Banker Who’d Revolutionize Money Says It Can Be Done From WithinBy and
Campaigner for ‘Vollgeld’ says it’s time to reform credit
Banks would lose centuries-old power to create new money
Frank Breitenbach would like to pull apart the global financial system, while he’s still in it.
And then put it back together again, only this time without credit bubbles, crises and bailouts.
It’s an old idea that’s receiving fresh impetus in Europe as populism makes political gains and concern grows about the stability of financial institutions: Remove from banks the power to create money, and give it back to the state. Exclusively.
The proposal has appeal even among some insiders, like Breitenbach. He couples his day job as a vice president at KfW IPEX in Frankfurt, a state-owned provider of export financing, with his role as a member of Monetative, an initiative to return the system to what’s known in German as Vollgeld, which roughly translates as "whole money."
“There is too much liquidity in the market now and it’s more or less the same situation we had right before the 2008 crisis,” Breitenbach said in an interview on Aug. 12, noting that he was giving his personal views, not those of KfW. “I have the feeling that another financial crisis will happen.”
Vollgeld’s solution would be to hand central banks complete control of the money supply. Commercial banks would be required to back their loans 100 percent with deposits -- whether they come from savings, capital or their own borrowings.
In other words, lenders would be barred from creating money out of nothing -- an inherent attribute of the fractional-reserve banking model that’s been dominant since the Middle Ages.
Advocates of Vollgeld say the change is necessary to prevent the credit booms that helped cause the last financial bust, and possibly the next. Central banks would be able to ensure the real economy has the liquidity it needs, and no more.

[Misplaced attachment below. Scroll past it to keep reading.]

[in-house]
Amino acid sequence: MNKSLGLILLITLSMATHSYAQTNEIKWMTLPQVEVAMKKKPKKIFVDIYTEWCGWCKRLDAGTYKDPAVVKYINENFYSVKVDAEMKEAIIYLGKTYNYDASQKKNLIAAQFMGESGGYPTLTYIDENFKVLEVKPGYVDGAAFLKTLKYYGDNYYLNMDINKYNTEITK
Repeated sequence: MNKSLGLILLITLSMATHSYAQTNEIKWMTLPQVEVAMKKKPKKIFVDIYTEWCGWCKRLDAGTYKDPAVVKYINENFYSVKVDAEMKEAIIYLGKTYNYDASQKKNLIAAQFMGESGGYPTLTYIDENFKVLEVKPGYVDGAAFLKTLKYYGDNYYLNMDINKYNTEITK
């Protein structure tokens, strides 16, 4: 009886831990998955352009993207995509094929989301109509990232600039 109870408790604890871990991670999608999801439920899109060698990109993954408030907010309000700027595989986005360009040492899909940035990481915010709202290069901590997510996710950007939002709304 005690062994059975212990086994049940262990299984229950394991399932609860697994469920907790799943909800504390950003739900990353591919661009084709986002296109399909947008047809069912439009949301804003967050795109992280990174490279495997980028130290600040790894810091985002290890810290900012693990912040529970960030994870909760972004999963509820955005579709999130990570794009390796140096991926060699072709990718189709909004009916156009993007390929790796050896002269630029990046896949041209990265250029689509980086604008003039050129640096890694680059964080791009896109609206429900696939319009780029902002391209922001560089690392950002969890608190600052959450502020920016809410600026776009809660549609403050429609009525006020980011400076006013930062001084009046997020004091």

“The amount of money that the central bank will pump into the system should be in line with economic growth,” Breitenbach said. “It’s the central bank’s task to take control over the amount of money” in the system, he said.
While Vollgeld has only a handful of supporters in Germany -- Breitenbach says his organization has about 100 members -- elsewhere it’s gathering more steam. A Swiss version has succeeded in gathering the 100,000 signatures needed to hold a plebiscite on the subject, and a vote is expected around 2018.
That would be 85 years after the first version of Vollgeld was floated, as part of the Chicago Plan of banking reforms by leading U.S. economists including Irving Fisher in the wake of the Great Depression. Those ideas were never implemented, but the continued drag on growth and prosperity from the 2008 financial crisis is feeding new interest.
Vollgeld’s counterpart in the U.K. is Positive Money, a group that also advocates central-bank financing of government expenditure known as “People’s QE.” A version of that has been backed by Jeremy Corbyn, the leader of the opposition Labour party.
Adair Turner, former chairman of the U.K.’s Financial Services Authority, and former Deutsche Bank Chief Economist Thomas Mayer, have discussed similar ideas.
That’s not to say Vollgeld will arrive any time soon. For a start, Breitenbach acknowledges that either it would have to be introduced in the entire 19-nation euro area or a decision taken to break up the single-currency bloc. Aside from the stability concerns over implementing a new system, there’s no guarantee that the region’s citizens would trust unelected monetary officials any more than their commercial counterparts. That’s especially true in Germany, where the European Central Bank is viewed with particular skepticism.
There are other snags. Responding to the Swiss initiative, the government said Vollgeld wouldn’t prevent liquidity or solvency problems emerging at lenders. It also pointed out that allowing the central bank to issue money without a corresponding rise in assets might undermine public confidence in the central bank, or in money itself.
For Breitenbach, keeping depositors’ money safe and stemming a source of bank runs will nevertheless be a huge advance in stability. And it doesn’t mean destroying the financial system as we know it.
“I don’t see the contradiction between the Vollgeld system and being a banker,” he said. “The only difference is that the banks have to collect savings before lending. ”
That’s a critical difference, and one Breitenbach argues the general public will find surprising. He says few are aware that it’s actually the commercial banks that have the largest role in money creation, not the central bank. Reverse that, and greater stability ensues, goes the thinking.
“The Vollgeld system is actually much easier to manage than the system we have right now,” Breitenbach said. “Most people think we already have this system.”
— With assistance by Catherine Bosley